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PSoC 5, 3 & 1

PrSa_4352851
New Contributor II

Hello,

I am using Psoc Creator IDE for programming my Psoc 5LP. I want to get timestamp in microseconds to get the value for a particular function. I have tried your preprocessor __DATE__ and __TIME__ but it doesn't give value in microseconds. Do you happen to know any preprocessor which can give the timestamp in microseconds. Is there any easy way to get that apart from adding components like counter or RTC. I also tried struct timeval but I am having issues with the precision.

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1 Solution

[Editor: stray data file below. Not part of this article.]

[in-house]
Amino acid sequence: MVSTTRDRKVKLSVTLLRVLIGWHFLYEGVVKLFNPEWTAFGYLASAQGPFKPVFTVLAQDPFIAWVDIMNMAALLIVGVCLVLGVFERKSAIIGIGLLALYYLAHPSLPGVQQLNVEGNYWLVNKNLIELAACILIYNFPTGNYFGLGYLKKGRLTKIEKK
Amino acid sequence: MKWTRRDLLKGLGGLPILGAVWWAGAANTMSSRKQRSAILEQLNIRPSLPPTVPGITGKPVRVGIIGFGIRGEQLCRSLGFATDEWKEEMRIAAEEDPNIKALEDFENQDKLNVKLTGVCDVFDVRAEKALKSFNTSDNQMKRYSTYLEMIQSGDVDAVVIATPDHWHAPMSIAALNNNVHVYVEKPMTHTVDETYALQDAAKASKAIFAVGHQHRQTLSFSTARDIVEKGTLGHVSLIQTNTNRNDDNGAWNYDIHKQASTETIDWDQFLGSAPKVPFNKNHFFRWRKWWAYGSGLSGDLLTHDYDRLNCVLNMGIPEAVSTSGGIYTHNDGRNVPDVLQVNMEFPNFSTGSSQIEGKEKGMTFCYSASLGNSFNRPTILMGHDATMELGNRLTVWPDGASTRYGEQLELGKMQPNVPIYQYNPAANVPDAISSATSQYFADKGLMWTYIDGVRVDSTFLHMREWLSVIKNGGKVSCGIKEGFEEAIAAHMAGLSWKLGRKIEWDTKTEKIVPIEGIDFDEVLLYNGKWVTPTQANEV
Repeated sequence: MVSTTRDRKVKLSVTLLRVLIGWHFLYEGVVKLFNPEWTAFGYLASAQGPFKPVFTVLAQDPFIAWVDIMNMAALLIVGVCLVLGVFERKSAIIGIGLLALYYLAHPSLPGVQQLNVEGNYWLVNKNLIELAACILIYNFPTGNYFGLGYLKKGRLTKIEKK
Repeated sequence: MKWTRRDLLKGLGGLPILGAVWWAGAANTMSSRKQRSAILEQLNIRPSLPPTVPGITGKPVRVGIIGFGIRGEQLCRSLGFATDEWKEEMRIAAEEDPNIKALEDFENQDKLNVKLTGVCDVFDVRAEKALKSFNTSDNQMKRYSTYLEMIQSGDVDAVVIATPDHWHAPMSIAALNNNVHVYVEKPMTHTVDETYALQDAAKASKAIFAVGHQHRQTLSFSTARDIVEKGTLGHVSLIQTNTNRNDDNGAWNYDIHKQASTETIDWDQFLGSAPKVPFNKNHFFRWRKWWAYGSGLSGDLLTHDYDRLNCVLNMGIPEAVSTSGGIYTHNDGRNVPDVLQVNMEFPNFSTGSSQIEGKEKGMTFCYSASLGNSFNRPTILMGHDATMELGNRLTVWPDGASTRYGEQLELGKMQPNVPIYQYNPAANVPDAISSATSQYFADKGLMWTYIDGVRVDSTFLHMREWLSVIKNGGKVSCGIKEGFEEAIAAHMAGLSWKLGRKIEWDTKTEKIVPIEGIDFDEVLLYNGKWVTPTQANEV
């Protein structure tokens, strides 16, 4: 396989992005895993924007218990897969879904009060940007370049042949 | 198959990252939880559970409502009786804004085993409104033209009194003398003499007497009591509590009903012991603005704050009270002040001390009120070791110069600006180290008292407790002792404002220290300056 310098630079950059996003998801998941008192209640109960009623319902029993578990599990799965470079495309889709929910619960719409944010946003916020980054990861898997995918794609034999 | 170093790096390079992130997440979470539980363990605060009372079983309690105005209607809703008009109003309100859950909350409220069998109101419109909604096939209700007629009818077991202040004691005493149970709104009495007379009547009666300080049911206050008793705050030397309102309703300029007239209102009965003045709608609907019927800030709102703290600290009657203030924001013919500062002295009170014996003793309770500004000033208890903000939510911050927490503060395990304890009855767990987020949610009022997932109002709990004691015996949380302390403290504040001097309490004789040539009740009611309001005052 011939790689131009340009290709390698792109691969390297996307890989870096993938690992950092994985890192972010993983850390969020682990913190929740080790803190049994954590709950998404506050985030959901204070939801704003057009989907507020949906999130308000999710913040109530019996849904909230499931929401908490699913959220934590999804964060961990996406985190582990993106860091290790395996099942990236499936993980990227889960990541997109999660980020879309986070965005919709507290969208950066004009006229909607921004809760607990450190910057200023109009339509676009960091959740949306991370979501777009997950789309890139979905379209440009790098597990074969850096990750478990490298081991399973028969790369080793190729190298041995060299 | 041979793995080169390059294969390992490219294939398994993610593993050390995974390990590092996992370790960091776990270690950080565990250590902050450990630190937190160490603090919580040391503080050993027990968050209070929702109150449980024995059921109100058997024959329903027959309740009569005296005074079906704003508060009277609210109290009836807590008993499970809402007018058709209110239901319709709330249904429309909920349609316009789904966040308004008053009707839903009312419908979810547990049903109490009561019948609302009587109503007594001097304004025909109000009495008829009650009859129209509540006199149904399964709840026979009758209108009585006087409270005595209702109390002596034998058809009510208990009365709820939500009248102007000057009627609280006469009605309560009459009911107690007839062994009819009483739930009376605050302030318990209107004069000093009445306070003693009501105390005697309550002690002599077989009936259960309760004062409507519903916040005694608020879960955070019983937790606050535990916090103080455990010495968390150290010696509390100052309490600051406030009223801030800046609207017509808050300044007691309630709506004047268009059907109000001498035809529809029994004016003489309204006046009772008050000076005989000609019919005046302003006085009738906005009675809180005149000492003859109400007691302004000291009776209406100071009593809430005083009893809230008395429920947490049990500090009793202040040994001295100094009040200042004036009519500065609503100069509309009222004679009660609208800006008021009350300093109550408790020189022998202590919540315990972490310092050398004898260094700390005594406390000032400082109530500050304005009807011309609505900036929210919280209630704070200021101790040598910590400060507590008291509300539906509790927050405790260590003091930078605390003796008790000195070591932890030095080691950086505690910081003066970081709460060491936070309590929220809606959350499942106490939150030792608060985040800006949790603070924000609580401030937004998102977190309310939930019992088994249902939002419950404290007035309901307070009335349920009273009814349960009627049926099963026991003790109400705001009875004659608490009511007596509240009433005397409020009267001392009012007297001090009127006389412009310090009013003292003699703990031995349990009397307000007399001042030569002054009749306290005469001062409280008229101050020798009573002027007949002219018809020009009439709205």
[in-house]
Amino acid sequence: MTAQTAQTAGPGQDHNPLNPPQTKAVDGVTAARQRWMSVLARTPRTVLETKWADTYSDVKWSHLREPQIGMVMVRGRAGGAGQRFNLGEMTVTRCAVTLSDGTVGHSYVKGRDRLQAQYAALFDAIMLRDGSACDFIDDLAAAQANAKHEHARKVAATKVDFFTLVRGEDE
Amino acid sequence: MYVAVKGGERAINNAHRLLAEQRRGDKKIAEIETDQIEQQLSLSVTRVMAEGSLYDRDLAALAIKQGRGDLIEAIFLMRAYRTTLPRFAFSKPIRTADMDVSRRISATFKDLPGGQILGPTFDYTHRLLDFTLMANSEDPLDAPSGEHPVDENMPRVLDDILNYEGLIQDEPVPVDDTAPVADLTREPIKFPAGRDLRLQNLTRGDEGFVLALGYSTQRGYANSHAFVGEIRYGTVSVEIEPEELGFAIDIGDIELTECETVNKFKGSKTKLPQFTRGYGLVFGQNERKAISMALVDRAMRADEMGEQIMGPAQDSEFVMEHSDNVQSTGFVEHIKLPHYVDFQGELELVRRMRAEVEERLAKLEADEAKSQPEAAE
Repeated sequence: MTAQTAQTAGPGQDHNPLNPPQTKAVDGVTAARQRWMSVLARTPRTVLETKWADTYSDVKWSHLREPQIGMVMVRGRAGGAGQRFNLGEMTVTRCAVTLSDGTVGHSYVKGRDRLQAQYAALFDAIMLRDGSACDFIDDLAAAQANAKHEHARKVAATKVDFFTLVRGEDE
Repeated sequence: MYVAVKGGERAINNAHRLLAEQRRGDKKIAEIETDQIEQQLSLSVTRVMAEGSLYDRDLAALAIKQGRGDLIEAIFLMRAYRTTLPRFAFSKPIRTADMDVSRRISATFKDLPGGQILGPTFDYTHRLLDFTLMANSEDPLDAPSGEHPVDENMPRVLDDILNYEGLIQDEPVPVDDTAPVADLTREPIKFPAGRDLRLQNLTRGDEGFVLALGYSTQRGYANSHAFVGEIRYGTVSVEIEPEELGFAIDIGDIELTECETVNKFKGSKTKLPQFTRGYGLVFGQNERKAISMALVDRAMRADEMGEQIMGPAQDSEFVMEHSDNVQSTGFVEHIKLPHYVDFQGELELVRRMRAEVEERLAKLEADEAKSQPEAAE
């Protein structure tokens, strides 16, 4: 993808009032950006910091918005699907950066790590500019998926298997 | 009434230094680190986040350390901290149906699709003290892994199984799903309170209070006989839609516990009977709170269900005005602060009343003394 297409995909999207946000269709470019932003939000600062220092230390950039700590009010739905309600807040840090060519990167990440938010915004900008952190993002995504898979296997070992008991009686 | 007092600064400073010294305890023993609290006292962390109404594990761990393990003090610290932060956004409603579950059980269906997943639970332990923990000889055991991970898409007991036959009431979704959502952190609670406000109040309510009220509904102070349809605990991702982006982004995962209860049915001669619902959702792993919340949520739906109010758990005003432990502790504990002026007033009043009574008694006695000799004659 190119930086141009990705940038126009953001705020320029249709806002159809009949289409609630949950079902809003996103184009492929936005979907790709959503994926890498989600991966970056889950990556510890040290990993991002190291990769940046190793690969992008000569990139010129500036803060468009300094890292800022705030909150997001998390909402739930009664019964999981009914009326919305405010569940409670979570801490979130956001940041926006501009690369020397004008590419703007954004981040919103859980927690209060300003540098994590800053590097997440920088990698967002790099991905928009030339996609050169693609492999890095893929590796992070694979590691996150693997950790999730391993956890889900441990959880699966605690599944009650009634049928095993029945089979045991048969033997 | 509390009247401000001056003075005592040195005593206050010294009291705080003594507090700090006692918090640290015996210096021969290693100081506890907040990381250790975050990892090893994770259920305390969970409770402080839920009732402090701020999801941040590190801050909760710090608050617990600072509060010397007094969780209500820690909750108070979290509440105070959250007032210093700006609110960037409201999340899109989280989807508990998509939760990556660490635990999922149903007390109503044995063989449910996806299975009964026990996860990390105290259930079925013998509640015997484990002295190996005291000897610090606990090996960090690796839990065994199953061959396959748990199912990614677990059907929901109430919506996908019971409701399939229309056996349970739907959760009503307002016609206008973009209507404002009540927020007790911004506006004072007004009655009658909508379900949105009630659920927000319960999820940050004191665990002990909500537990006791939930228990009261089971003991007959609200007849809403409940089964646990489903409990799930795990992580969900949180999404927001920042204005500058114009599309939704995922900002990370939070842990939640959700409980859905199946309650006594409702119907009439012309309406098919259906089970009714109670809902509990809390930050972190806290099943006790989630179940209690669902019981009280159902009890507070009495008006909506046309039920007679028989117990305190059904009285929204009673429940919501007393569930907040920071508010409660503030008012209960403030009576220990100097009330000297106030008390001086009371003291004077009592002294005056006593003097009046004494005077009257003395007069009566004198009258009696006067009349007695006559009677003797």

odissey1
Honored Contributor II

PrSa,

Attached updated project, tested OK on PSoC5.

/odissey1

StopWatch_P5_01d_demo_A.png

StopWatch_P5_01d_demo_B.png

View solution in original post

14 Replies
MotooTanaka
Esteemed Contributor

Hi,

Sometime ago, I posted a response to a question which requested a timestamp.

PSoC 5LP - RTC UART output

As far as I know RTC usually supports up to second,

sometimes may be to millisecond,

but probably microsecond accuracy would be difficult.

If I need to measure events in microseconds granularity,

I would use a dedicated time and let hardware event to trigger start and stop(capture).

moto

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odissey1
Honored Contributor II

PrSa,

I agree with Moto, for 1us accuracy you have to use either a SysTick or a dedicated Timer component.

/odissey1

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Len_CONSULTRON
Honored Contributor II

PrSa,